Politics

The long siege of Julian Assange

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Under siege - WikiLeaks founder Julian Assange (Image via flickr.com/photos/espenmoe)

Having done so much good for the world, the treatment of Julian Assange is ongoing and unfair, writes Dr John Jiggens.

GREAT IDEAS in publishing are rare, but in 2006 Julian Assange came up with one.

Assange reasoned that the key structure that generated bad governance was conspiracy. To fight the conspiracies behind corrupt governments, he advocated a strategy to expose the conspirators and the conspiracies through a systematic use of leaks.

His subversive proposal was to build a website for whistleblowers where they could upload their information in safety and from where it could be collectively analysed by citizen journalists. The name he gave his whistleblower-enabling website was WikiLeaks.

With never more than a handful of volunteers, WikiLeaks became the most famous news organisation in the world, with its leaks affecting politics globally. It published confidential records of one of Iceland’s top banks, revealing its role in Iceland’s financial collapse, the 'Collateral Murder' video, the 'Iraq War logs', the 'Afghan War Diary', the 'Cablegate' cables — major stories followed one after the other with breathtaking rapidity. The achievements of the tiny band of WikiLeaks hactivists between 2006 and 2010 constitute the most extraordinary episode in the history of citizen journalism.

Assange became the rock star of journalism; he was awarded the Amnesty International Media Award, the Sydney Peace Prize and was popular choice for Time’s Person of the Year in 2010. There was even talk of a Nobel Peace Prize and he was the subject of a torrent of books and articles. With the possible exception of Rupert Murdoch and Nicole Kidman, this pale, nerdy hacker became the most famous Australian in the world.

The downside was the WikiLeaks project aroused an implacable foe: The U.S. intelligence establishment, who viewed WikiLeaks as a "malicious foreign actor", wanted to imprison Assange along with Chelsea Manning.

After 2010, the U.S. launched a criminal investigation into WikiLeaks and asked allied countries for assistance. By 2011, Assange found himself corralled in England, awaiting extradition to Sweden, from where it was feared he would be extradited to the United States. After 500 days of house arrest in England, in June 2012, Assange was forced to seek sanctuary in the Ecuadorian Embassy in London.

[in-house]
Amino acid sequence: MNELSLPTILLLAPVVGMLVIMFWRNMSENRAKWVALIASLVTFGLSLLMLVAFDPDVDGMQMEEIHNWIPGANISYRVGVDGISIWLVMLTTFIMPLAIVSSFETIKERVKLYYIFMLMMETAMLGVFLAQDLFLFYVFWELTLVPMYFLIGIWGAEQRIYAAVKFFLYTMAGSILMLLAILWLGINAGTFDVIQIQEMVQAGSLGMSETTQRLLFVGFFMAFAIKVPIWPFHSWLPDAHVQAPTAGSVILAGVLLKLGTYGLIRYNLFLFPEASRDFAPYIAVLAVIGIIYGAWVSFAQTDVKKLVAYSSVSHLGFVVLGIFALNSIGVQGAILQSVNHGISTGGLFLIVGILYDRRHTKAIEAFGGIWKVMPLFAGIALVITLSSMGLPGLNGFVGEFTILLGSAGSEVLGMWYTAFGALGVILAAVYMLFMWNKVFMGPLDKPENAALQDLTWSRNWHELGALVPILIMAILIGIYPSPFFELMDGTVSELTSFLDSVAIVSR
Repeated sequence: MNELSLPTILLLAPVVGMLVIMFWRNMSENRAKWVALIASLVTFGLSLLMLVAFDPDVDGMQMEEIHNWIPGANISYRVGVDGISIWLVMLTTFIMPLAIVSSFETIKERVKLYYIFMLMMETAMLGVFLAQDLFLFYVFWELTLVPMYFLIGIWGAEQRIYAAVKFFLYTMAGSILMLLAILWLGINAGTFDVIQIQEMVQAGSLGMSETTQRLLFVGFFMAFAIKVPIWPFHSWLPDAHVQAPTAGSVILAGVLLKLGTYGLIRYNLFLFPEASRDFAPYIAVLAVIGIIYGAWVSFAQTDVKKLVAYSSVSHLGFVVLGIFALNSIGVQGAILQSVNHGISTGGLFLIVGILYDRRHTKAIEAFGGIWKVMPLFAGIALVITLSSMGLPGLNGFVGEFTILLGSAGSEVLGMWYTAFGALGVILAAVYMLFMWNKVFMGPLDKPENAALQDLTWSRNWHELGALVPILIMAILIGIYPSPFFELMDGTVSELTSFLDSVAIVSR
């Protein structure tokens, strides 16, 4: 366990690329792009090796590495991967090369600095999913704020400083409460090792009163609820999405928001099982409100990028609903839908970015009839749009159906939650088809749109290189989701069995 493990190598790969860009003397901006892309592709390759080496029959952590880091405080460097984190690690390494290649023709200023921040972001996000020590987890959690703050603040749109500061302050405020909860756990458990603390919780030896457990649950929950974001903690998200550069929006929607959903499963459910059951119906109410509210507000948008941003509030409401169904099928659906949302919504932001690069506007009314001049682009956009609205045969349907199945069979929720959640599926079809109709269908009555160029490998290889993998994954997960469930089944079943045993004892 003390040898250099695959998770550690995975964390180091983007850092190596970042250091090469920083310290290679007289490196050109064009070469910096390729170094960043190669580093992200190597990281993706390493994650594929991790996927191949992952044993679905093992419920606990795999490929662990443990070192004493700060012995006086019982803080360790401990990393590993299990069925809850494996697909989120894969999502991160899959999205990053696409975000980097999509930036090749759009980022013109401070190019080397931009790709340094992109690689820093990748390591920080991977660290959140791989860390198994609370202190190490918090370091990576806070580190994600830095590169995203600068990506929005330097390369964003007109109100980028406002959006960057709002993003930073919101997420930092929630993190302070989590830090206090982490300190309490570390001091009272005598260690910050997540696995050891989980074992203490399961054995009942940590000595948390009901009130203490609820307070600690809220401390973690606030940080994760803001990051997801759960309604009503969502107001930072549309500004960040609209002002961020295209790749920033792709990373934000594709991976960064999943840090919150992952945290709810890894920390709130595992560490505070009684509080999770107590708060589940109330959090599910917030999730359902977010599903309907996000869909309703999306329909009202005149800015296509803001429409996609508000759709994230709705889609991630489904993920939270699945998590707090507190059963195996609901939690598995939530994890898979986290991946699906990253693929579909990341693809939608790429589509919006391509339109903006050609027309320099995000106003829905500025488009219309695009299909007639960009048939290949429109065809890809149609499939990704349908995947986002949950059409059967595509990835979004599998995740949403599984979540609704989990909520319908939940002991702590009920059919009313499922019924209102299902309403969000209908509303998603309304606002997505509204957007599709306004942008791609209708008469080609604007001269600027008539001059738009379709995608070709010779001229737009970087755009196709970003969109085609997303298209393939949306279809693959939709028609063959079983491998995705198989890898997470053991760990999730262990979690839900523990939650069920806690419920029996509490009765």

The long siege of Julian Assange began. The Embassy was immediately surrounded by a police guard, which was withdrawn in October 2015, because of the outrageous cost: £12.6 million spent over the three years, staking out Assange. On 19 June 2018, the long siege, recently reinvigorated, will enter its seventh year.

In 2017, Ecuador elected a new President, Lenin Moreno, who has come under increasing pressure to hand Julian Assange over to Britain and America. Ecuador is being courted with offers to shore up their debt and to beef up their military.

On March 28, Ecuador imposed a complete ban on Julian Assange having any internet or phone contact with the outside world, and blocked his friends and supporters from physically visiting him.

As the crisis around Julian Assange intensified, Assange supporter, Irish-Australian Catholic Worker activist Ciaron O’Reilly, arrived in London for a football match on the day the internet was switched off. He began a 25-day vigil with a group, mainly Australian, South American and Irish, who have maintained there presence outside the Embassy for six years. While O’Reilly was with them, he observed the police presence outside the embassy escalated dramatically.

Both sides sense the crisis over the long siege of Julian Assange is approaching a climax.

Assange supporters are focused on solidarity protests planned for 19 June, the sixth anniversary of Assange’s flight to the Ecuadorian embassy. In Australia, John Pilger will be speaking on Sunday 17 June in Sydney and events are planned for Melbourne, Brisbane, Sydney and Adelaide on 19 June.